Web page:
Some elements do fit with More's known inclinations, and so are presumably what he would like to see: plain clothes, seriousness, principal hobby reading, and so on. His condemnation of lawyers sits oddly with a lawyer; though his main solution is to have less law, and for plain interpretation, an idea that many have shared. Utopia tolerates all religions - but not aetheists, obviously, they are scum; perhaps More secretly wanted toleration, but his faith and his King prevented it.

Utopia is strongly patriarchal - wives obey husbands, of course. There's a brief hint of better: "military exercises and the discipline of war, in which not only their men, but their women likewise, are trained up" but that is quickly thrown away with "that, in cases of necessity, they may not be quite useless". It is also slave owning but - and here we come to the core of the problem with the envisaged society - its a nice slave owning society. Similarly, it has few laws because people are good. It is a society designed to work well when people are good; but as Popper pointed out that doesn't work; you need a society and a political system designed to work well when people aren't good.

Sunday, 30 August 2015

Stubai 2015

A diary of a week in the Stubai in late August 2015 with Daniel and Jamie. See-also: 2014. Day-links are to the GPS tracks.

Friday 21st: Having packed, caught the train to Gatwick, the plane to Innsbruck, the bus in to the Hauptbahnhof and the bus up to Neustift we called a taxi to get us up to Oberissalm, the road head for the Franz Senn hut. Thank's to D's steaming pace we're up in one hour (book time 1.5) in time for dinner. They're crowded (we're in the FS because the Sulzenau was full) but we get served promptly. We're n box 10 in the loft; pack our sacks for the morning, set the alarm for 6:20, DJ to bed and I sit up over Anthem with a red wine.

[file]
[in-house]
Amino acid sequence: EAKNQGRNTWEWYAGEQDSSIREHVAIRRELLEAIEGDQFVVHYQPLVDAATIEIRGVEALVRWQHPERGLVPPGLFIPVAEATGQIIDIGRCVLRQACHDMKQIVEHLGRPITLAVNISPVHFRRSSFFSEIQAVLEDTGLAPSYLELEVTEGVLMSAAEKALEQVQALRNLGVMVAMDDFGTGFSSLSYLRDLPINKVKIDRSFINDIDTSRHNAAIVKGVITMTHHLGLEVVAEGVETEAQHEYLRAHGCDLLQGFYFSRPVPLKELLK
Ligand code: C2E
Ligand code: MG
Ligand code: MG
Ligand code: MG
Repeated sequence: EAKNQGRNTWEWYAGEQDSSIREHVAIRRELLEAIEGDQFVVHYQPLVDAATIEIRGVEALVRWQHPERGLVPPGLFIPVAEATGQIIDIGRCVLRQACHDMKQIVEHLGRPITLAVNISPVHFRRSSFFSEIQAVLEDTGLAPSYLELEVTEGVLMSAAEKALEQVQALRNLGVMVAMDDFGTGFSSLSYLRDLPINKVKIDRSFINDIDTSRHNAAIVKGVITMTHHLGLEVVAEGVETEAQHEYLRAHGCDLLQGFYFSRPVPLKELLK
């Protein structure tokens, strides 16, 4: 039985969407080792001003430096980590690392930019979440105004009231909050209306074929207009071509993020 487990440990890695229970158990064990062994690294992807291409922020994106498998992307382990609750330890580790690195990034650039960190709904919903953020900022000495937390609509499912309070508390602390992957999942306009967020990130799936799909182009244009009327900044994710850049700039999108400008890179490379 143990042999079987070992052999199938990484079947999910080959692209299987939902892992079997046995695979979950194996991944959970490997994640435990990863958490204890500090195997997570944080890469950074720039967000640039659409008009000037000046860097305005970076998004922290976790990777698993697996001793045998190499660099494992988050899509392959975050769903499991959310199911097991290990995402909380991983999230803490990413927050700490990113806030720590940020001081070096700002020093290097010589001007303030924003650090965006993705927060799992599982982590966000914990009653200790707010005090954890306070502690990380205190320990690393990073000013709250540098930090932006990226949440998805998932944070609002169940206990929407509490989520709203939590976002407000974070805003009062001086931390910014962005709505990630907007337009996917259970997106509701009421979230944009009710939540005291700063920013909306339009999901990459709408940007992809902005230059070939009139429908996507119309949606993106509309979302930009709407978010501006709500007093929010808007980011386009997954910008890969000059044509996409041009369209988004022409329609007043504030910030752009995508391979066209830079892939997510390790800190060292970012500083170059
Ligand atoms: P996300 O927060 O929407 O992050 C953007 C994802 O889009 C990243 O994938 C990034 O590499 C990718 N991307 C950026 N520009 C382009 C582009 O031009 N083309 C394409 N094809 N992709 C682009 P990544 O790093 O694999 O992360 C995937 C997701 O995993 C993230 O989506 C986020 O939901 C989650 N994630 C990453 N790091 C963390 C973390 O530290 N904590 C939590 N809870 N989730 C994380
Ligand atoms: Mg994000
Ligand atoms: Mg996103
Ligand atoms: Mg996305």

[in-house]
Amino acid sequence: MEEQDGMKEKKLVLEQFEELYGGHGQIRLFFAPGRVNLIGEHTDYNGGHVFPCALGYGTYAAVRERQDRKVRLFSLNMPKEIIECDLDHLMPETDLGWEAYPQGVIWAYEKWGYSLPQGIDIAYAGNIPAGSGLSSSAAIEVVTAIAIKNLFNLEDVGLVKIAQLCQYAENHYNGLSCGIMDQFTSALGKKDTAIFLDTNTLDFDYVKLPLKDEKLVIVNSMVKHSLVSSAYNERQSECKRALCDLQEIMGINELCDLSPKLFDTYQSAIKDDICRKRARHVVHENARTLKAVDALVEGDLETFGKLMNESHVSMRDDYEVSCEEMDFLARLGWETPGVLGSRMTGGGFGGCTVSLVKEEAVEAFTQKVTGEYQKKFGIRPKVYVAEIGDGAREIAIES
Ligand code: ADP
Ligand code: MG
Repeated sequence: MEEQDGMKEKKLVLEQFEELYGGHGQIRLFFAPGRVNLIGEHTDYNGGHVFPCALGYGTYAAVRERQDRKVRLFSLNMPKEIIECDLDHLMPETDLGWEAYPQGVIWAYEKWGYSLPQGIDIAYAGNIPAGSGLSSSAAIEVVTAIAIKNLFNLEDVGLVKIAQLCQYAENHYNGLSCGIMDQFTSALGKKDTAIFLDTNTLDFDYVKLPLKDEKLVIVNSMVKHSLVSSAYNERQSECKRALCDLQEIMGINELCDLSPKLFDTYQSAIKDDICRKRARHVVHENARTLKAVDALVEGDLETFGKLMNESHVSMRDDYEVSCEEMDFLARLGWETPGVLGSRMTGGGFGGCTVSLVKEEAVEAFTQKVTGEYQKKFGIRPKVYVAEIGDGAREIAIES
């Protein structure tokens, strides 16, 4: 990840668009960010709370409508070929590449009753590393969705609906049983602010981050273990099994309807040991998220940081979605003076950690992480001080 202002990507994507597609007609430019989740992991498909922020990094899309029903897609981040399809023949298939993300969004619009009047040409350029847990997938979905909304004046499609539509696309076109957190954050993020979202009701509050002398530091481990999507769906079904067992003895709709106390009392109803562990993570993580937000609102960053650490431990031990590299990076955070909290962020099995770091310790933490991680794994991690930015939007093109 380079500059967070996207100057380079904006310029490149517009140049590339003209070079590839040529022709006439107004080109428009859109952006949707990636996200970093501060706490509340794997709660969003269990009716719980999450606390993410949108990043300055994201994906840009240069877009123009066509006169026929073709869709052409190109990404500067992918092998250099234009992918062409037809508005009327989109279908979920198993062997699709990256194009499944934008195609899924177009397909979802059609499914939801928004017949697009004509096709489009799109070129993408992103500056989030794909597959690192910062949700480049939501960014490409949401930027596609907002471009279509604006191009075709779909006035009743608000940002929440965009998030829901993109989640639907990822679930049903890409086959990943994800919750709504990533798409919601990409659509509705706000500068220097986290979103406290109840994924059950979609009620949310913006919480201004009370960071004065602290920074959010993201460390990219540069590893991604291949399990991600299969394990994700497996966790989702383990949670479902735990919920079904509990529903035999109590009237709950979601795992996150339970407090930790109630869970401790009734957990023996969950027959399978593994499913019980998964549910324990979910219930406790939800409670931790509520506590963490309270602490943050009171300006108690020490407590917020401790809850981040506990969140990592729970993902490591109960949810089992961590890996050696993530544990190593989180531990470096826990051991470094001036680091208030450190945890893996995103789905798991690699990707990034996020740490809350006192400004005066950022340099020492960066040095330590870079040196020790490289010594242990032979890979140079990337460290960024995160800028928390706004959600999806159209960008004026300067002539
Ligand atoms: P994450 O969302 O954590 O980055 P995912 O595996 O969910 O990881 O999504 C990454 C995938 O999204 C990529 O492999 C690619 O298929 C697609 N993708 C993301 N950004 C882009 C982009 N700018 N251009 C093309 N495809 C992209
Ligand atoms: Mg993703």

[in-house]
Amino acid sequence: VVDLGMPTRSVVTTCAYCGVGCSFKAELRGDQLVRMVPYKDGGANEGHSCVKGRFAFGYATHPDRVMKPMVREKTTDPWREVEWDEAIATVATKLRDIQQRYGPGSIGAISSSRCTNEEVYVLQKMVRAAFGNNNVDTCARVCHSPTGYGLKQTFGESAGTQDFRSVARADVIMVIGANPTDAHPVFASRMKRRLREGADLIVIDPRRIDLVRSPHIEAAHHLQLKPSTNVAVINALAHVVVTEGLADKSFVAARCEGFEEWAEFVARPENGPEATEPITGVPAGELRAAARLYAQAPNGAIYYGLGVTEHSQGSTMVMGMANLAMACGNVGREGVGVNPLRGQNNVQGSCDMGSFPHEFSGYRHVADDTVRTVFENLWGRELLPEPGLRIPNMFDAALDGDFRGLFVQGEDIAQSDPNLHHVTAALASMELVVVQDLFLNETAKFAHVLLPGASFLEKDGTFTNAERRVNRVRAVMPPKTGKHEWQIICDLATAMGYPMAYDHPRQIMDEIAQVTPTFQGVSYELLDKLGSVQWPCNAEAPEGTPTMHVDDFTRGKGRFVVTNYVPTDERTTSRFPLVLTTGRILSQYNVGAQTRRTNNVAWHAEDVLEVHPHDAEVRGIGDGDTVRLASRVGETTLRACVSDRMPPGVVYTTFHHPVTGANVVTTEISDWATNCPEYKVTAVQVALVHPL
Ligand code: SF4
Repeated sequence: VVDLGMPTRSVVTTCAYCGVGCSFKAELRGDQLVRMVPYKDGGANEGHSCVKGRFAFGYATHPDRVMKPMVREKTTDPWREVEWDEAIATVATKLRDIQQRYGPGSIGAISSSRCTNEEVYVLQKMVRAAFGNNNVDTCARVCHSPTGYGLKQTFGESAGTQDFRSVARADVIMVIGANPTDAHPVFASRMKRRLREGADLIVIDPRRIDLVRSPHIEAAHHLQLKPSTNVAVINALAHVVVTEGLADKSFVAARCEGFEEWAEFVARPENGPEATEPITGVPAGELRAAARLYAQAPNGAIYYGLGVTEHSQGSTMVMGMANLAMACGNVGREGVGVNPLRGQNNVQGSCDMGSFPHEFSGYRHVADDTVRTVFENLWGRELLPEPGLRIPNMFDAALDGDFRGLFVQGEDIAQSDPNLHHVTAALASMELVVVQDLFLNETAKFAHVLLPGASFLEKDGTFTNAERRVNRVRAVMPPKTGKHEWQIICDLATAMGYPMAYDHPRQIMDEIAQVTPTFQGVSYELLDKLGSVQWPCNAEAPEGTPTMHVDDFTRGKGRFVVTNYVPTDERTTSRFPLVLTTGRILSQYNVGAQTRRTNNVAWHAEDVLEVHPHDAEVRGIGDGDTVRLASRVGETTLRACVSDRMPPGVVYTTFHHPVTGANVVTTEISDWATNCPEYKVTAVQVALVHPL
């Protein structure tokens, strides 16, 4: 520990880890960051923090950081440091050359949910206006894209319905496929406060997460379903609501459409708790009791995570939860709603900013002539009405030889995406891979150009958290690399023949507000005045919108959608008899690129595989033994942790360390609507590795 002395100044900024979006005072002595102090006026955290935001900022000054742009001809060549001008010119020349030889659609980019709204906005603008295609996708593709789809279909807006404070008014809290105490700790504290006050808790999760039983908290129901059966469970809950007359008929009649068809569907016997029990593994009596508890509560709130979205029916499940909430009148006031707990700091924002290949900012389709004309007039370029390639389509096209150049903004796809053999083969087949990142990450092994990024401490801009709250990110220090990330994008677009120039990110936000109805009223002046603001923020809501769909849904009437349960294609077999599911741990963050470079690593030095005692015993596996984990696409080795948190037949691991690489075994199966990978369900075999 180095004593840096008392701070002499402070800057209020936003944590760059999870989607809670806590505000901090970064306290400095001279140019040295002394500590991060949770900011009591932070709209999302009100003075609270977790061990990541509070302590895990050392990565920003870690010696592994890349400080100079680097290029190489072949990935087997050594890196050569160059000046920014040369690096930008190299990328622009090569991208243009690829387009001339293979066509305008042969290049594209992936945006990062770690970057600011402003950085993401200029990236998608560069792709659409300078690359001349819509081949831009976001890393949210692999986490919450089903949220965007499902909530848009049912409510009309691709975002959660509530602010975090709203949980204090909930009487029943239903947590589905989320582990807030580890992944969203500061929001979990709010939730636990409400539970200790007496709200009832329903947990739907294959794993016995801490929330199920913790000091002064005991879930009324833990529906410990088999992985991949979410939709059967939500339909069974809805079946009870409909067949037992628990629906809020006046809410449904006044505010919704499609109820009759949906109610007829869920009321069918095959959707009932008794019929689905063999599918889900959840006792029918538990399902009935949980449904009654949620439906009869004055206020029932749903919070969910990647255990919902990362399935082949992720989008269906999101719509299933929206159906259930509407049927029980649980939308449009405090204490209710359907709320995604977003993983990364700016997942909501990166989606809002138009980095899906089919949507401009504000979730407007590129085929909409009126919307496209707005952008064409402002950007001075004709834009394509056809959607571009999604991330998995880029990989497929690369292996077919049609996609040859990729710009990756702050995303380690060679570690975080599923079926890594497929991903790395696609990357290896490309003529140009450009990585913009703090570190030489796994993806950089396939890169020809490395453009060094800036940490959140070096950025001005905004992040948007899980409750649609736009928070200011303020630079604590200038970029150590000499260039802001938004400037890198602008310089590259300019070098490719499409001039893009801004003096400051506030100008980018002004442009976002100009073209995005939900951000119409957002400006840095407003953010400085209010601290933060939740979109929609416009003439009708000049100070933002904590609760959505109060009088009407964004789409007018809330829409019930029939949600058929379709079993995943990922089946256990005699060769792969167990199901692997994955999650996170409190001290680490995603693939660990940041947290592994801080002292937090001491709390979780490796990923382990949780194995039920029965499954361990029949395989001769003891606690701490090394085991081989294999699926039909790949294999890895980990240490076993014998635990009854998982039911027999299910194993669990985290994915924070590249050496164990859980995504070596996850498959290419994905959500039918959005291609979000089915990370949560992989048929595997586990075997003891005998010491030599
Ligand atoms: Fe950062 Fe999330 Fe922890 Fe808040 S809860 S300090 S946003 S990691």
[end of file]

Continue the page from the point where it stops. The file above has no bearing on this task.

Saturday 22nd (Lisenser Ferner Kogel): An implausible amount of early getting-ready noises woke me earlier, but I slept well. Alarm 6:20, we three up and down to breakfast; I indulge DJ (and hence myself) in the buffer. Wx: sunny, near cloudless. Good for the climb, bad for hut fullness, its already bursting. Set off 7:25 for the Lisenser Ferner Kogel (see post from 2012, unfinished) with several groups ahead, who we overtake, though one gets us back when we rest at the bench. 2h to the Rinnenneider col. From there a surprise, the whole glacier is "dry" - snowless. Down to the glacier edge - further than usual due to lack of snow - and DJ put on crampons (I'd bought a second pair in Keswick but not a third, arguing that anything D or J could do with crampons I could do without, which wasn't quite true but worked out well enough, despite a small amount of blood on the ice). There's a group ahead of us, which is unusual - the twice I've been here before I've been completely alone in the whole basin - but as we cross and then trend up to the Plattigewand it becomes clear they're off to the Lisenser Spitze instead. The Wand is snowless so de-crampon, and so is the top, so there's a slowish rocky section, followed by the glacier to the col and finally snow. Thence scramble up the last 100 m of rocks to the summit. We carried the rope, just in case, but DJ are clearly happy without it. Back to the col, they rest, I zoom up the Rotgratspitze for old time's sake, but its not at all as I remember. Back at the hut by 5 (DJ ten minutes ahead of me) 9:45 total. Sit outside and persuade them to get me a Radler and something for themselves. Tonight's beds end happily: they're still full, so we're in the skiraum, but that's fine. DJ play "slam", D going 5 apricots down to J; I read. They're out of Apfelstrudel so Kaiserschmarren.